Geology Participatory Museum Exhibits

4 December, 2017 - MA Coursework


Geologic “Antiquities” Participatory Exhibit

I have to assume there are many lazy persons who, like myself, often pass under a tree and wonder what kind of tree it is; who often say to our walking partners “I wish I was the kind of person who knew the names of the trees and birds and rocks” (that is a kind of person: that aunt, cousin, or friend who seems to have effortlessly absorbed the taxonomy of the world around them, much to my silent jealousy); and who often recall that there are guides, in print and apps, to learn to identify these things and never do anything about it. I would like to see a participatory online exhibit/forum where people can post images, videos, and descriptions of geologic oddities (formations, residues, or Martin Rudwick’s “antiquities” (methodological underpinning of this exhibit), or narrate stories of their personal experiences with geologic phenomena or fossils (read: “things dug up”), from around their communities. In so doing, members of various “publics,” would co-create a permanent online exhibit. Each post containing a geologic oddity or narrative could be geo-tagged with a lat/long, and aggregated onto a dynamic map of all the items in the exhibit. Other users, (auto)didactically educated on these matters, could comment on the items in the exhibit identifying the mineral, stratum, or fossilized species, or explaining the process of a phenomenon represented. An online community could participate in the creation of new, aggregation, and dissemination of localized geologic knowledge; connect that digital knowledge in the “clouds” to localized physical space through the map, where it can be palpably experienced; and, most importantly, spare us lazy people from ourselves and allow us the opportunity to acquire that field-knowledge we’ve complained about for so long.

Drilling Deep into Personal History Vernacular Science Participatory Exhibit

Oklahomans are coming to have an increasingly personal relationship with earthquakes (We also happen to be  in range of the New Madrid fault). I thought an interesting participatory exhibit idea would be to create a live oral history machine where community members can record their stories about earthquake experiences, or their thoughts on Oklahoma’s nation-leading seismicity of late. At tablets or televisions posted around the exhibit space, community members can watch videos of earthquake effects in Oklahoma and record their stories and opinions. Their recordings will automatically become part of the exhibit for other participants to listen to at those same tablets, simultaneously creating content for the exhibit and a digital archive of oral histories of earthquakes in Oklahoma, in the spirit of Conevery Valencius’s vernacular science methodological approach.

Stories of the Source from the Source of the Stories

Oklahoma is blessed, despicable though the initial circumstances were, with thriving communities of indigenous Americans. We too often (at best) ignore the American Indian population in Oklahoma (state tagline: Native America, emphasis on “America”). I want this fictional participatory exhibit to broaden the concept of participation to its most inclusive potential. Every year, the Native American Studies department hosts the “Native Crossroads” Native American film festival. This exhibit will partner with the NAS department and participating local tribal governments to create digital storytelling projects centered around the creation stories of respective Native American tribal groups in Oklahoma (in the spirit of Adrienne Mayor’s methodology for Fossil Legends of the First Americans). The videos created by tribal members will be combined and edited-in with supplemental expertise from respective tribal leaders/historians, and scholars at OU to create a feature length documentary for each nation. These documentaries will be submitted to the “Native Crossroads” film festival and will be on display looping in our exhibit. It might be interesting to go above and beyond with the Kiowa Nation’s origin story. As one of the few tribes who inhabited Oklahoma not as the result of a forced death march, the Kiowa origin story includes their trek from the Black Hills of the Dakotas to the Wichita Mountains of southwestern Oklahoma. This part of the exhibit could be coordinated with Kiowa rituals that take place in the Wichita Mountains, with the permission of the Kiowa, and under their auspices. The Wichita mountains are of supreme spiritual significance to the Kiowa and are under constant threat of gravel mining.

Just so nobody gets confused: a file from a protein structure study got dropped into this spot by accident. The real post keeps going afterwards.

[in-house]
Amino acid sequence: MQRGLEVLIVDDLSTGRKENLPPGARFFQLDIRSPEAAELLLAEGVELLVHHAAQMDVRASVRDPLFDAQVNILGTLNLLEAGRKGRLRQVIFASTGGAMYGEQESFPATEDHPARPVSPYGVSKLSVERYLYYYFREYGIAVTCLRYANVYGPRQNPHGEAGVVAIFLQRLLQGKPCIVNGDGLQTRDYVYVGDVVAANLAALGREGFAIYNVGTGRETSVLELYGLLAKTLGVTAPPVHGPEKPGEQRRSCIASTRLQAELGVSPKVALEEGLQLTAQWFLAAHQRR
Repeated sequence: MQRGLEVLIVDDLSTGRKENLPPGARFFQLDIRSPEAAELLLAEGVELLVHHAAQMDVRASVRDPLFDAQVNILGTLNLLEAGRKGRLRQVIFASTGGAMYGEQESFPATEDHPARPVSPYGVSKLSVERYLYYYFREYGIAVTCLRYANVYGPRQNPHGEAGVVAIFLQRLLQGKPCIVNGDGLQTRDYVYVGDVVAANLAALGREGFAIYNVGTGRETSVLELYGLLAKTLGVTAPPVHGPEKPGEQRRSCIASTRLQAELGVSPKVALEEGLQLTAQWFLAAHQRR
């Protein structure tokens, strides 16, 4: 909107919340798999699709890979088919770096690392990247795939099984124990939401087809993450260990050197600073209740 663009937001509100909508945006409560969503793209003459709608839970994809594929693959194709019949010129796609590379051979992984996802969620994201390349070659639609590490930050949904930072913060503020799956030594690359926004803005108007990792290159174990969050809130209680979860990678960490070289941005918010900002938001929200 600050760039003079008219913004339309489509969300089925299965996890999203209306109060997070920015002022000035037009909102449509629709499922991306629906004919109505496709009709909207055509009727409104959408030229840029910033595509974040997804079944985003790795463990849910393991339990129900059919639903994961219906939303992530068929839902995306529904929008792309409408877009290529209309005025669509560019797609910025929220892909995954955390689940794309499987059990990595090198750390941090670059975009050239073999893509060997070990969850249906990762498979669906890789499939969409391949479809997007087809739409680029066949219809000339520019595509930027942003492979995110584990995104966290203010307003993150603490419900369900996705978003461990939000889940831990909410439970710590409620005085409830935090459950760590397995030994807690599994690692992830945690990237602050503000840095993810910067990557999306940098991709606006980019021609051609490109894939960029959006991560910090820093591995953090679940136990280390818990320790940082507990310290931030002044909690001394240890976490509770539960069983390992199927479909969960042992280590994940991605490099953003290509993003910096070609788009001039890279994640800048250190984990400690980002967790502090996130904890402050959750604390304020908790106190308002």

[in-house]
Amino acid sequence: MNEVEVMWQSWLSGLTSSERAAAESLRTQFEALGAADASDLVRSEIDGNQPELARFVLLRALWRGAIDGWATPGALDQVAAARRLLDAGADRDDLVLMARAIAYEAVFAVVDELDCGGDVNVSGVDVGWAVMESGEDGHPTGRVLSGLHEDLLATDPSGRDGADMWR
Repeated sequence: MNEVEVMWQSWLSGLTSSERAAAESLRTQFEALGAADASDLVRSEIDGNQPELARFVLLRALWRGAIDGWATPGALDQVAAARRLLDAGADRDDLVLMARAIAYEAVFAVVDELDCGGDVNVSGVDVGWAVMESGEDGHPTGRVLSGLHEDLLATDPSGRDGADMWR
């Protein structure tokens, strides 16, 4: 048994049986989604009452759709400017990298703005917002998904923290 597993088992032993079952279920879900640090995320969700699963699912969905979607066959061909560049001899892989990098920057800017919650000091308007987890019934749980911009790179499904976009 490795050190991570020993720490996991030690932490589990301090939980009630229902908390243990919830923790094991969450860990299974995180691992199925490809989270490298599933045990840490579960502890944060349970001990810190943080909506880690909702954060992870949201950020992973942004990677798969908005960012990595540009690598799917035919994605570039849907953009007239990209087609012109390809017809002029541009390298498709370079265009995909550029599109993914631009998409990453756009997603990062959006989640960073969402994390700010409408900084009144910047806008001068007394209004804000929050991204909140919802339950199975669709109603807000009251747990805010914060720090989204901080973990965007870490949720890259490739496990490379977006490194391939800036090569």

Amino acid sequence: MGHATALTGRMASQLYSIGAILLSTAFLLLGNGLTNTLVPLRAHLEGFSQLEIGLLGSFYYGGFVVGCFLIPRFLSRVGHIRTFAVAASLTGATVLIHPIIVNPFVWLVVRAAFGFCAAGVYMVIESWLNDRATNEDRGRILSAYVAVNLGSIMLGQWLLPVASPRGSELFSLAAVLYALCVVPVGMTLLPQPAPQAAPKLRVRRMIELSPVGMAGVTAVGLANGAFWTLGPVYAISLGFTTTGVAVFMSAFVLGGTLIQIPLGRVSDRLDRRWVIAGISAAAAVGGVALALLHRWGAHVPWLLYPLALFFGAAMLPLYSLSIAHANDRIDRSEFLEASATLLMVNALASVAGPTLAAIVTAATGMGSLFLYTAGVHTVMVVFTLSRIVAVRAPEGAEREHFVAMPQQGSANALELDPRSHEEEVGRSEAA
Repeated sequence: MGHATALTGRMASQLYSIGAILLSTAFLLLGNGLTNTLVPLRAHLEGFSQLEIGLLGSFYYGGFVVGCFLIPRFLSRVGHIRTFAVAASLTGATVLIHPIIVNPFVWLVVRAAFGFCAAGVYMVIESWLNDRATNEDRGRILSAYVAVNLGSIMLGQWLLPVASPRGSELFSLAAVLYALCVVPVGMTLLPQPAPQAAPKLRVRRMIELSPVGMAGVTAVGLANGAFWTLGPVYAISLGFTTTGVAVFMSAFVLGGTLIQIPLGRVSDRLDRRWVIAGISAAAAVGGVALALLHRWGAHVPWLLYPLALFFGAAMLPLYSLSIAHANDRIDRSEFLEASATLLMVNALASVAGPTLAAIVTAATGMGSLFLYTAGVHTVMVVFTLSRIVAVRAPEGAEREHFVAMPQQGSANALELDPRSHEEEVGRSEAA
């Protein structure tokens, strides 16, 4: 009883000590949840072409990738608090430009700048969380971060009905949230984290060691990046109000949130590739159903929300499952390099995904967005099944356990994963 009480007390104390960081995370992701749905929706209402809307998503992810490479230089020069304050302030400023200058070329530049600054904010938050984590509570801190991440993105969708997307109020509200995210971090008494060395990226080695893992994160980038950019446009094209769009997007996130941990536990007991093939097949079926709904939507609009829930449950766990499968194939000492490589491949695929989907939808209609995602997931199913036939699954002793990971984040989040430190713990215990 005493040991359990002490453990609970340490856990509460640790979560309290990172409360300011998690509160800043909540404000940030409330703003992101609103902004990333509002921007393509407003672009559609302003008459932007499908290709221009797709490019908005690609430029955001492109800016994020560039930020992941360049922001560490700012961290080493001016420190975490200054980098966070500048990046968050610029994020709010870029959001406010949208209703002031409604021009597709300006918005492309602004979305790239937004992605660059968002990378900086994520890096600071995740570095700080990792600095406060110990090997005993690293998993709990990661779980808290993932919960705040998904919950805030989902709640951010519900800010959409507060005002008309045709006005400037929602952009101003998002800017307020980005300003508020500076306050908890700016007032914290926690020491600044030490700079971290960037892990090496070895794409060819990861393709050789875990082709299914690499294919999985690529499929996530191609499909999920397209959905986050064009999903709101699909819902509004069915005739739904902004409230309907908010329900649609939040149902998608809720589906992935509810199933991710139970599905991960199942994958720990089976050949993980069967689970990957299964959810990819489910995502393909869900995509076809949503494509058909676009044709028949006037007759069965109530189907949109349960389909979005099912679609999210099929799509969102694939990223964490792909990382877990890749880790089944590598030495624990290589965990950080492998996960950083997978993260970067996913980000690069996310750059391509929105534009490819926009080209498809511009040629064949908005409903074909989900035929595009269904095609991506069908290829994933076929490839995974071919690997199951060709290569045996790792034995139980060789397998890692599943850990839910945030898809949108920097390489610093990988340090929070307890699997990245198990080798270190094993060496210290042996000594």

Exhibit Layout

These three exhibits will intermingle in a single large exhibit hall. The floor will be filled with an outline map of the United States, showing only the lines of rivers and geologic faults, and not the boundaries of states or the names of cities. Within what would be Oklahoma there will be points marking the epicenters of every earthquake, color-coded by date and sized according to magnitude. Sites of significance to the indigenous American origin stories will be marked with excerpts from those stories, and the paths of their migrations through the ages will be marked and labeled. The geological “antiquities” will be displayed on daises positioned according to where they were uncovered the antiquities were unearthed, with the height of the dais correlated to the rock stratum from which each originates (these will be open air when curatorially acceptable).


Science is a Story


Conevery Bolton Valencius – The Lost History of the New Madrid Earthquakes – Introduction




Martin J. S. Rudwick – Earth’s Deep History: How it Was Discovered and Why it Matters




Adrienne Mayor – Fossil Legends of the First Americans

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